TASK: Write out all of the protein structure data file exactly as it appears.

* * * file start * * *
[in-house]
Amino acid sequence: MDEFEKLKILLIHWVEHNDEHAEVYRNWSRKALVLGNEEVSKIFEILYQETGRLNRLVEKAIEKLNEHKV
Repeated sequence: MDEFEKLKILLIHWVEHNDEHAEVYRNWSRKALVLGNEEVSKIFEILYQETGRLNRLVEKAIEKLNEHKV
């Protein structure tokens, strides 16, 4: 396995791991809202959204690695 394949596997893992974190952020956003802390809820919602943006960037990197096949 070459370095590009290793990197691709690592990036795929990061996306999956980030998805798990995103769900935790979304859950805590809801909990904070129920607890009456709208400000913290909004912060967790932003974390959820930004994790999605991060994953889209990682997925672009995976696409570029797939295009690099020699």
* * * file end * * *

[in-house]
Amino acid sequence: MDEFEKLKILLIHWVEHNDEHAEVYRNWSRKALVLGNEEVSKIFEILYQETGRLNRLVEKAIEKLNEHKV
Repeated sequence: MDEFEKLKILLIHWVEHNDEHAEVYRNWSRKALVLGNEEVSKIFEILYQETGRLNRLVEKAIEKLNEHKV
């Protein structure tokens, strides 16, 4: 396995791991809202959204690695 394949596997893992974190952020956003802390809820919602943006960037990197096949 070459370095590009290793990197691709690592990036795929990061996306999956980030998805798990995103769900935790979304859950805590809801909990904070129920607890009456709208400000913290909004912060967790932003974390959820930004994790999605991060994953889209990682997925672009995976696409570029797939295009690099020699």